We’re again this year reviewing the just released “Annual State of Logistics Report,” the 17th such version. This is the third year the report has been written by Rosalyn Wilson alone since the death of original author Bob Delaney. For several years as well, the report has been sponsored by the Council of Supply Chain Management Professionals (CSCMP). It’s available on CSCMP’s site free of charge, but only for members.
The report is presented each year in June based on the previous calendar year’s data (2005), and generally includes some commentary beyond the data along some specific theme. As always, it’s is a bit academic in nature, but I still think it’s worth summarizing for most supply chain and logistics professionals.
To the surprise of no one, logistics costs did rise dramatically in 2005. Still, this may be good data to show the CEO or CFO unhappy with the transportation budget.
Due to all the pressures on transportation costs and higher inventory carrying costs, logistics cost as a percent of U.S. gross domestic product (GDP) surged to 9.5% from 8.8% in 2004. Total logistics spend 15.2% greater in 2005 than 2004. After years of decline (see graphic), logistics spend as percent of GDP is on the rise, and Wilson says she expects it to get back over 10% again very soon.
One minor quibble I have with the methodology is that it doesn’t seem to account for the rise in the services sector as a percent of GDP over the years, specifically those services which have little logistics activity. I believe the rise in logistics spend as a percent of goods-related businesses is actually therefore increasing at an even greater rate that this data would indicate, since the GDP number used as the denominator includes both goods and the faster-growing non-goods sectors.
The cost pressure hasn’t abated in 2006. As Wilson writes, “Given still soaring fuel costs, continued capacity pressures, record levels of truck driver shortages and turnover, and the expected costs of meeting security requirements, logistics costs have continued to rise into the first several quarters of 2006.”
Other data highlights from the report include:
- Total transportation costs were up 14.1%
- Total inventory carrying costs were up 17%, driven by higher interests rates (a key component of the cost of holding inventory) and higher inventory levels driven by offshoring and longer supply chains. The report also cites a move from large, more centralized distribution centers to smaller ones closer to customers, increasing total network inventory. I’m not as sure that really is the dominant trend, but would be a factor in higher inventories if true.
- Warehouse rental rates increased 5% in 2005 overall, though varied of course by individual market. Vacancy rates dropped nationally.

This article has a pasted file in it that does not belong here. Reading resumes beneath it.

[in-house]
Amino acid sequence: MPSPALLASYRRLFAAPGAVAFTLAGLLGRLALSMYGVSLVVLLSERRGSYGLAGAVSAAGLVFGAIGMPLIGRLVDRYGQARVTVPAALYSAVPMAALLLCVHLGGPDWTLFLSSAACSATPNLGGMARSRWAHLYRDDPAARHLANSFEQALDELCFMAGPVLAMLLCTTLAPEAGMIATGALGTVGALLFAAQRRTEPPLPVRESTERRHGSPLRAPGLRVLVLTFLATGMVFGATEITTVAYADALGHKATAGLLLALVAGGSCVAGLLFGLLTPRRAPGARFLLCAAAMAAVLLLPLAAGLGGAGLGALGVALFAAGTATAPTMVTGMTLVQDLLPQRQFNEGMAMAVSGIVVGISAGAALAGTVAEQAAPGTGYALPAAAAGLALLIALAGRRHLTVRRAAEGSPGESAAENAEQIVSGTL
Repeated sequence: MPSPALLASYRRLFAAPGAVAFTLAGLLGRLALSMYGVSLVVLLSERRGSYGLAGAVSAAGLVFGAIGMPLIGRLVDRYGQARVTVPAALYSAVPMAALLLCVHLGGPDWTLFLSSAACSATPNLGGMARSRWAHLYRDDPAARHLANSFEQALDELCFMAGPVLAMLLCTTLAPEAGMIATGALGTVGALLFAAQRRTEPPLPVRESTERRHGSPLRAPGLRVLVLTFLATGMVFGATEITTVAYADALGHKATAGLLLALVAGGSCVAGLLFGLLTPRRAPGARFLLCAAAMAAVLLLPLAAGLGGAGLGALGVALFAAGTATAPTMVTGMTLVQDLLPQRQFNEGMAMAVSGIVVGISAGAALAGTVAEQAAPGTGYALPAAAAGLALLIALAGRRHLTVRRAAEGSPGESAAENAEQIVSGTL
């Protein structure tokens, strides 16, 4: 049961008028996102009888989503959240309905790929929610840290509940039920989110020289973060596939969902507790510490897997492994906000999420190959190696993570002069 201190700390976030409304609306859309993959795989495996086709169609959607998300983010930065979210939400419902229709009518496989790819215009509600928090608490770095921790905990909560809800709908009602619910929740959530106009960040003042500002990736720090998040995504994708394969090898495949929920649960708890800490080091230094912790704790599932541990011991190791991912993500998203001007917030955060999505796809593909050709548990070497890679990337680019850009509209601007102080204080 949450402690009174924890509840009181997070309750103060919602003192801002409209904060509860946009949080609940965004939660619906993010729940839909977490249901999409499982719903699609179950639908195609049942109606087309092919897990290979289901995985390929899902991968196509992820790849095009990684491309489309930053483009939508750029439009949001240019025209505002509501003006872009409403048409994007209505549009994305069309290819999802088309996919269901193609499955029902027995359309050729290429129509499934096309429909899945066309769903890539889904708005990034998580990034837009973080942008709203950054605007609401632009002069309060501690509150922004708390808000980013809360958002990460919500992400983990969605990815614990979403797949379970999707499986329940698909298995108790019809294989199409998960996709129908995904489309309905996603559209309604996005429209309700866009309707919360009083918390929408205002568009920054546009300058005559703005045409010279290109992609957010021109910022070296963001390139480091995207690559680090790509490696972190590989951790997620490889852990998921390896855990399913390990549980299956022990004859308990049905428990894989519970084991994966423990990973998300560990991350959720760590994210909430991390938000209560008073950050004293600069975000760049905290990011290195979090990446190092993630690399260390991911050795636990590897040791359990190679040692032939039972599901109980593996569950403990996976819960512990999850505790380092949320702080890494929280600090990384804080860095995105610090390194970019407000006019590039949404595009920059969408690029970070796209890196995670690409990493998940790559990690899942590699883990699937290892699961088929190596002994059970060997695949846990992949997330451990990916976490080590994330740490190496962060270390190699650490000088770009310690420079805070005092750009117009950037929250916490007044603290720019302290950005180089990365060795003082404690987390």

- The driver turnover rate for large truckers in 2005 was 130%, the highest level yet recorded.
- Spending on rail transportation increased 14.3%.
- Airfreight spend increased a very healthy 17.6%.
The “commentary” along with the data in report focused primarily on two related subjects: the troubles with the U.S. transportation infrastructure, and the need for a more secure and resilient supply chain.
We’re going to tackle both subjects in more detail in future columns, but Wilson commentary is worth noting.
“In the past, the US has set the standards for freight system design and management, but we have lost ground over the last decade or so. We have not made sufficient investment to maintain and improve our aging transportation system and it can no longer meet the needs of the record setting growth in freight flows,” Wilson writes. “It is it is no longer a question of ‘if’ we will reach a crisis point, but ‘when’.”
A key emerging issue is the inability of many U.S. ports to handle the new generation of “deep draft” mega-ships coming on-line. It’s not a problem to be solved quickly. It took the port of Oakland 20 years from idea to just beginning the work on its channel deepening project.
Wilson also notes that a combination of the terror threat – with cargo movement being seen as an especially notable target – and complex but lean global supply chains, means companies must increasingly focus on supply chain security and resiliency.
Wilson argues I think correctly that “The best approach for firms faced with such pervasive and potentially existential risk is to work through a framework that manages security as a core business function and integrates security prerogatives across all the activities of the enterprise.” I am less sure of her belief that these efforts can have direct economic benefit. I still think most companies, generally correctly, view this more like buying insurance, which is always a hard sell, even when it is clearly needed. The “good news,” if you will, is that a variety of high profile supply chain disruptions have caused more and more companies to take this seriously.
The bottom line: logistic costs continue to surge, fundamental forces mean the general trend likely means this will continue to be the case, supply chain risk mitigation and security will continue to rise in importance for the entire corporation, and there’s never been a better time to be in supply chain and logistics!
Does anything in these numbers surprise you? Is this kind of “macro” report useful to you? What other data would you like to see? Let us know your thoughts.